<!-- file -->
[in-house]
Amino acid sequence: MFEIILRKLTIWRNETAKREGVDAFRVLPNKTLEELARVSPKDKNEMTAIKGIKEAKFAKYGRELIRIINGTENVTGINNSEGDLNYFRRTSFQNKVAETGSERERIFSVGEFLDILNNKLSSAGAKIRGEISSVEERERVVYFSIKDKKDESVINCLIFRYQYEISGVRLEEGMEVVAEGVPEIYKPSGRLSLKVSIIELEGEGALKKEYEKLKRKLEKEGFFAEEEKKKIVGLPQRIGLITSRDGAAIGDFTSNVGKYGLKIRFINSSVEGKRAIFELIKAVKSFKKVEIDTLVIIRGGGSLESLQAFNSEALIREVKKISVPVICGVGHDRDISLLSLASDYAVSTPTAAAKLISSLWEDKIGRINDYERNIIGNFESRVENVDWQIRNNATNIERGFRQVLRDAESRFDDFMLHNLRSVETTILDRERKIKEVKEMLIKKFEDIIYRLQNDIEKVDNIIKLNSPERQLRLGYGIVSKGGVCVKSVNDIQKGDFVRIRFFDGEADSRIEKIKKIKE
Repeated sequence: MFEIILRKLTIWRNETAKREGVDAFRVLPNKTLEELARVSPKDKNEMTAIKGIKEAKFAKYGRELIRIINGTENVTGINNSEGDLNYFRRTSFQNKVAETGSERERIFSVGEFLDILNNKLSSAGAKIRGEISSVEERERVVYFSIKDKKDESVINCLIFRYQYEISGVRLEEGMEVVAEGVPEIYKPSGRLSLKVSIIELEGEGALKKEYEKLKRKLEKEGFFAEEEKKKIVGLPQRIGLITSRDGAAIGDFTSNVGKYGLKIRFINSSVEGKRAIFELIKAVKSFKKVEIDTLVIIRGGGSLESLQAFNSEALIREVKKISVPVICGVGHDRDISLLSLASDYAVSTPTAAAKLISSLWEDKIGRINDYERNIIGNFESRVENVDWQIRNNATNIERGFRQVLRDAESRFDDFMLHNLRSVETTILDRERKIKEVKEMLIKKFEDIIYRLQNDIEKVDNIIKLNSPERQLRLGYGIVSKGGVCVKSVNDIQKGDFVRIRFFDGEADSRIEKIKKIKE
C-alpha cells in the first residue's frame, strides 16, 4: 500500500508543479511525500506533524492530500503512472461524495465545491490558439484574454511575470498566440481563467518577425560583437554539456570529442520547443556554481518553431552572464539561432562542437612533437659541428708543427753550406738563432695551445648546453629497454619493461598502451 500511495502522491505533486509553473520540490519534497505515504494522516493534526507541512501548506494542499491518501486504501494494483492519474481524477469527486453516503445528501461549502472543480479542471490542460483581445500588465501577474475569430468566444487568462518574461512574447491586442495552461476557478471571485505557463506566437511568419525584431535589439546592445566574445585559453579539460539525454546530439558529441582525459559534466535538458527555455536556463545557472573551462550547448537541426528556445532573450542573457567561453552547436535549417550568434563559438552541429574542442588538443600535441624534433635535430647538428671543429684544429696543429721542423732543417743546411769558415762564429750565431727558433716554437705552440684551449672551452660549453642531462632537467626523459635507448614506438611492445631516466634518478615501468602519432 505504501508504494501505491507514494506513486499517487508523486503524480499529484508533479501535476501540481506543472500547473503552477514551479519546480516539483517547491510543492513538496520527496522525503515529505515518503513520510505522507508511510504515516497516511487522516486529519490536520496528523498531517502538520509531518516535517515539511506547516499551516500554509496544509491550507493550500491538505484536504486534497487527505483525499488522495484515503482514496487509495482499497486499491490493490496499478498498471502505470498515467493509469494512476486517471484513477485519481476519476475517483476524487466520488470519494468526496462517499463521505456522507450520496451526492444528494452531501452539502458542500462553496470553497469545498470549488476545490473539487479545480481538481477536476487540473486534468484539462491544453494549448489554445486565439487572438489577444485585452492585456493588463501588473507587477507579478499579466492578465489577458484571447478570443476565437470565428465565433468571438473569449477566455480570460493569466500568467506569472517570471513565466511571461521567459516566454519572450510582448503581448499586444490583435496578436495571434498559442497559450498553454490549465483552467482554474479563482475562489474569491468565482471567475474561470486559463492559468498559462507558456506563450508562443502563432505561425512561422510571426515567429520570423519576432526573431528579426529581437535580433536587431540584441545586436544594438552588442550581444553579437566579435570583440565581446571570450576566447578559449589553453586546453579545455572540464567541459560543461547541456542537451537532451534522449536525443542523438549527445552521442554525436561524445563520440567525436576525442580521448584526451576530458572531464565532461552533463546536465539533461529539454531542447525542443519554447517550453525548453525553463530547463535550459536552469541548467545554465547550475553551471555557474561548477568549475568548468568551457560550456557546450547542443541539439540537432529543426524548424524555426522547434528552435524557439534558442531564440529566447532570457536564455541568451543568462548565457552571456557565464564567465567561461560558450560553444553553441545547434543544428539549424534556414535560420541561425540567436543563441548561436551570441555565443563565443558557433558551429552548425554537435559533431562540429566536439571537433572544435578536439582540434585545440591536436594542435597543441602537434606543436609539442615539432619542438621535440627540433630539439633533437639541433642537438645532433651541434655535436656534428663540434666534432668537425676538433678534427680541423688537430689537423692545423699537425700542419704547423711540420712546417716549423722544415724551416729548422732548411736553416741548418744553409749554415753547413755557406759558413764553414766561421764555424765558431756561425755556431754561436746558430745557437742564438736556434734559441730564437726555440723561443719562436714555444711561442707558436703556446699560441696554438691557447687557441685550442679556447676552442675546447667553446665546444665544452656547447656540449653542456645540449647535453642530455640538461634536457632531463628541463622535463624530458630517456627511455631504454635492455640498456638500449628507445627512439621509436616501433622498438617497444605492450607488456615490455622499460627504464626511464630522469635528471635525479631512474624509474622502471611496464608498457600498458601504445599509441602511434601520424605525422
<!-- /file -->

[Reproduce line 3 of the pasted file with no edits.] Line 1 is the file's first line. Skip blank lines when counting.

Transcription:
Repeated sequence: MFEIILRKLTIWRNETAKREGVDAFRVLPNKTLEELARVSPKDKNEMTAIKGIKEAKFAKYGRELIRIINGTENVTGINNSEGDLNYFRRTSFQNKVAETGSERERIFSVGEFLDILNNKLSSAGAKIRGEISSVEERERVVYFSIKDKKDESVINCLIFRYQYEISGVRLEEGMEVVAEGVPEIYKPSGRLSLKVSIIELEGEGALKKEYEKLKRKLEKEGFFAEEEKKKIVGLPQRIGLITSRDGAAIGDFTSNVGKYGLKIRFINSSVEGKRAIFELIKAVKSFKKVEIDTLVIIRGGGSLESLQAFNSEALIREVKKISVPVICGVGHDRDISLLSLASDYAVSTPTAAAKLISSLWEDKIGRINDYERNIIGNFESRVENVDWQIRNNATNIERGFRQVLRDAESRFDDFMLHNLRSVETTILDRERKIKEVKEMLIKKFEDIIYRLQNDIEKVDNIIKLNSPERQLRLGYGIVSKGGVCVKSVNDIQKGDFVRIRFFDGEADSRIEKIKKIKE